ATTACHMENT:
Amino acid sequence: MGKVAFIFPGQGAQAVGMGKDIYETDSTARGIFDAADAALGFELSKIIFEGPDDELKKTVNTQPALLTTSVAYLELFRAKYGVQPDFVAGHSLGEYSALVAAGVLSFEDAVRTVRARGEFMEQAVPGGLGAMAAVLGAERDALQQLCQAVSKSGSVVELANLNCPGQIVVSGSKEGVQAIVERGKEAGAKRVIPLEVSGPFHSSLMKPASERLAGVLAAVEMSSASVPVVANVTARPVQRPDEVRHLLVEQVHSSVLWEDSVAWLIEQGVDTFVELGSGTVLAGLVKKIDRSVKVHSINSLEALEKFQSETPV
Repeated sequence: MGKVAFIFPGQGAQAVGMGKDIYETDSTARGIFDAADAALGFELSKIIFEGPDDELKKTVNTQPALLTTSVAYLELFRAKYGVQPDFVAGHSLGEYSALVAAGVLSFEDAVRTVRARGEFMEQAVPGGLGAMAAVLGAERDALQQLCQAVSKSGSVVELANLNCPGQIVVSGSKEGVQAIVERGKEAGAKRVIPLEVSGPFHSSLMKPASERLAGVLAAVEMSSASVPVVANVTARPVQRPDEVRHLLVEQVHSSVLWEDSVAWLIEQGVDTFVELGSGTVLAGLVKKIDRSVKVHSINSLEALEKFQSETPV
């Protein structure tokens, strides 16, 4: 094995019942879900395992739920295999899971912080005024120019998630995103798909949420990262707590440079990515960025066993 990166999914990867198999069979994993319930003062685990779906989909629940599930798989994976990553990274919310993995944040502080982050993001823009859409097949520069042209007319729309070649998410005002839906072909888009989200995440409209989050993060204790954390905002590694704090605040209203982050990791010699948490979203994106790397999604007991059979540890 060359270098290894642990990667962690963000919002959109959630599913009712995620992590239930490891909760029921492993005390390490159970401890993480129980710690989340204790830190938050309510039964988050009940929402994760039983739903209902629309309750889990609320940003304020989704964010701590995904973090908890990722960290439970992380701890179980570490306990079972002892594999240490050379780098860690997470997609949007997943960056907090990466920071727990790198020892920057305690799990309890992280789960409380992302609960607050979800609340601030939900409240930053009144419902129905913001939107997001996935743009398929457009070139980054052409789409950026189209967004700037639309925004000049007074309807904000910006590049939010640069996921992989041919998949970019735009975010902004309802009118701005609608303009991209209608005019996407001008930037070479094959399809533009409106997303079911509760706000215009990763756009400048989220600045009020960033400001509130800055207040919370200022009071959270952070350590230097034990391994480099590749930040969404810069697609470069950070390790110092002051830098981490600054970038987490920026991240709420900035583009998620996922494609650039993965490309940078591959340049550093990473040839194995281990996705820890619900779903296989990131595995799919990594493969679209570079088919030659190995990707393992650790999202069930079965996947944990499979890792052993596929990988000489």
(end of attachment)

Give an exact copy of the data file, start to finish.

Amino acid sequence: MGKVAFIFPGQGAQAVGMGKDIYETDSTARGIFDAADAALGFELSKIIFEGPDDELKKTVNTQPALLTTSVAYLELFRAKYGVQPDFVAGHSLGEYSALVAAGVLSFEDAVRTVRARGEFMEQAVPGGLGAMAAVLGAERDALQQLCQAVSKSGSVVELANLNCPGQIVVSGSKEGVQAIVERGKEAGAKRVIPLEVSGPFHSSLMKPASERLAGVLAAVEMSSASVPVVANVTARPVQRPDEVRHLLVEQVHSSVLWEDSVAWLIEQGVDTFVELGSGTVLAGLVKKIDRSVKVHSINSLEALEKFQSETPV
Repeated sequence: MGKVAFIFPGQGAQAVGMGKDIYETDSTARGIFDAADAALGFELSKIIFEGPDDELKKTVNTQPALLTTSVAYLELFRAKYGVQPDFVAGHSLGEYSALVAAGVLSFEDAVRTVRARGEFMEQAVPGGLGAMAAVLGAERDALQQLCQAVSKSGSVVELANLNCPGQIVVSGSKEGVQAIVERGKEAGAKRVIPLEVSGPFHSSLMKPASERLAGVLAAVEMSSASVPVVANVTARPVQRPDEVRHLLVEQVHSSVLWEDSVAWLIEQGVDTFVELGSGTVLAGLVKKIDRSVKVHSINSLEALEKFQSETPV
């Protein structure tokens, strides 16, 4: 094995019942879900395992739920295999899971912080005024120019998630995103798909949420990262707590440079990515960025066993 990166999914990867198999069979994993319930003062685990779906989909629940599930798989994976990553990274919310993995944040502080982050993001823009859409097949520069042209007319729309070649998410005002839906072909888009989200995440409209989050993060204790954390905002590694704090605040209203982050990791010699948490979203994106790397999604007991059979540890 060359270098290894642990990667962690963000919002959109959630599913009712995620992590239930490891909760029921492993005390390490159970401890993480129980710690989340204790830190938050309510039964988050009940929402994760039983739903209902629309309750889990609320940003304020989704964010701590995904973090908890990722960290439970992380701890179980570490306990079972002892594999240490050379780098860690997470997609949007997943960056907090990466920071727990790198020892920057305690799990309890992280789960409380992302609960607050979800609340601030939900409240930053009144419902129905913001939107997001996935743009398929457009070139980054052409789409950026189209967004700037639309925004000049007074309807904000910006590049939010640069996921992989041919998949970019735009975010902004309802009118701005609608303009991209209608005019996407001008930037070479094959399809533009409106997303079911509760706000215009990763756009400048989220600045009020960033400001509130800055207040919370200022009071959270952070350590230097034990391994480099590749930040969404810069697609470069950070390790110092002051830098981490600054970038987490920026991240709420900035583009998620996922494609650039993965490309940078591959340049550093990473040839194995281990996705820890619900779903296989990131595995799919990594493969679209570079088919030659190995990707393992650790999202069930079965996947944990499979890792052993596929990988000489």